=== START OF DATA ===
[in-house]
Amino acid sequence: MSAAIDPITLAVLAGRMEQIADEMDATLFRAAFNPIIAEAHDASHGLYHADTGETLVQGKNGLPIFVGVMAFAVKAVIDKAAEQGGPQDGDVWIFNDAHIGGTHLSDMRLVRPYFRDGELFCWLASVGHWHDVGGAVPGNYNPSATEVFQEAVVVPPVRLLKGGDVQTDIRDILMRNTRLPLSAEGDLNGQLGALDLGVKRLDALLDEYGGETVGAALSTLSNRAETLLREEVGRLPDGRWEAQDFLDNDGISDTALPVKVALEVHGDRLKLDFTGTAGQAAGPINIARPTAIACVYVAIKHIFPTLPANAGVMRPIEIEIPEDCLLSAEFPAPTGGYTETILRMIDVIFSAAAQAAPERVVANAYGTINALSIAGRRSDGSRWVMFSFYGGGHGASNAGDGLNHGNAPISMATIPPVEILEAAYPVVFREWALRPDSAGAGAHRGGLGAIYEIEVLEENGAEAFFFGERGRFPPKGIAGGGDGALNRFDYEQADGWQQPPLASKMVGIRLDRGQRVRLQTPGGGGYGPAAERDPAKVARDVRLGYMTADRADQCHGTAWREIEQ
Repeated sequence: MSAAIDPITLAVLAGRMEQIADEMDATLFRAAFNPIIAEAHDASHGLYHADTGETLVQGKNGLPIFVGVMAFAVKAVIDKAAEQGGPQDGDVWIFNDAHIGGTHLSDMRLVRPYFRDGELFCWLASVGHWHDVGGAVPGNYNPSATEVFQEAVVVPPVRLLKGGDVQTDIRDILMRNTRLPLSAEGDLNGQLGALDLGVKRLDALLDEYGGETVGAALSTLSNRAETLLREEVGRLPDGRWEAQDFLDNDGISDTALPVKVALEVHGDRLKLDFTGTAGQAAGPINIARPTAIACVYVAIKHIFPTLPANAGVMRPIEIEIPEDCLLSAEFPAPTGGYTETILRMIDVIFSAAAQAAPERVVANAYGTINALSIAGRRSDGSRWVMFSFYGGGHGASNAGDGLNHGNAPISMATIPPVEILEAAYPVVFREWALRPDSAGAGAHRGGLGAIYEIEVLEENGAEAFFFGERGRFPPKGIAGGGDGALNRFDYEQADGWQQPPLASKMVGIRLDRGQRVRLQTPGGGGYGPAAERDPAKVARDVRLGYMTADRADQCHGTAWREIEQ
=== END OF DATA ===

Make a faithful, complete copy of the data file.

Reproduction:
[in-house]
Amino acid sequence: MSAAIDPITLAVLAGRMEQIADEMDATLFRAAFNPIIAEAHDASHGLYHADTGETLVQGKNGLPIFVGVMAFAVKAVIDKAAEQGGPQDGDVWIFNDAHIGGTHLSDMRLVRPYFRDGELFCWLASVGHWHDVGGAVPGNYNPSATEVFQEAVVVPPVRLLKGGDVQTDIRDILMRNTRLPLSAEGDLNGQLGALDLGVKRLDALLDEYGGETVGAALSTLSNRAETLLREEVGRLPDGRWEAQDFLDNDGISDTALPVKVALEVHGDRLKLDFTGTAGQAAGPINIARPTAIACVYVAIKHIFPTLPANAGVMRPIEIEIPEDCLLSAEFPAPTGGYTETILRMIDVIFSAAAQAAPERVVANAYGTINALSIAGRRSDGSRWVMFSFYGGGHGASNAGDGLNHGNAPISMATIPPVEILEAAYPVVFREWALRPDSAGAGAHRGGLGAIYEIEVLEENGAEAFFFGERGRFPPKGIAGGGDGALNRFDYEQADGWQQPPLASKMVGIRLDRGQRVRLQTPGGGGYGPAAERDPAKVARDVRLGYMTADRADQCHGTAWREIEQ
Repeated sequence: MSAAIDPITLAVLAGRMEQIADEMDATLFRAAFNPIIAEAHDASHGLYHADTGETLVQGKNGLPIFVGVMAFAVKAVIDKAAEQGGPQDGDVWIFNDAHIGGTHLSDMRLVRPYFRDGELFCWLASVGHWHDVGGAVPGNYNPSATEVFQEAVVVPPVRLLKGGDVQTDIRDILMRNTRLPLSAEGDLNGQLGALDLGVKRLDALLDEYGGETVGAALSTLSNRAETLLREEVGRLPDGRWEAQDFLDNDGISDTALPVKVALEVHGDRLKLDFTGTAGQAAGPINIARPTAIACVYVAIKHIFPTLPANAGVMRPIEIEIPEDCLLSAEFPAPTGGYTETILRMIDVIFSAAAQAAPERVVANAYGTINALSIAGRRSDGSRWVMFSFYGGGHGASNAGDGLNHGNAPISMATIPPVEILEAAYPVVFREWALRPDSAGAGAHRGGLGAIYEIEVLEENGAEAFFFGERGRFPPKGIAGGGDGALNRFDYEQADGWQQPPLASKMVGIRLDRGQRVRLQTPGGGGYGPAAERDPAKVARDVRLGYMTADRADQCHGTAWREIEQ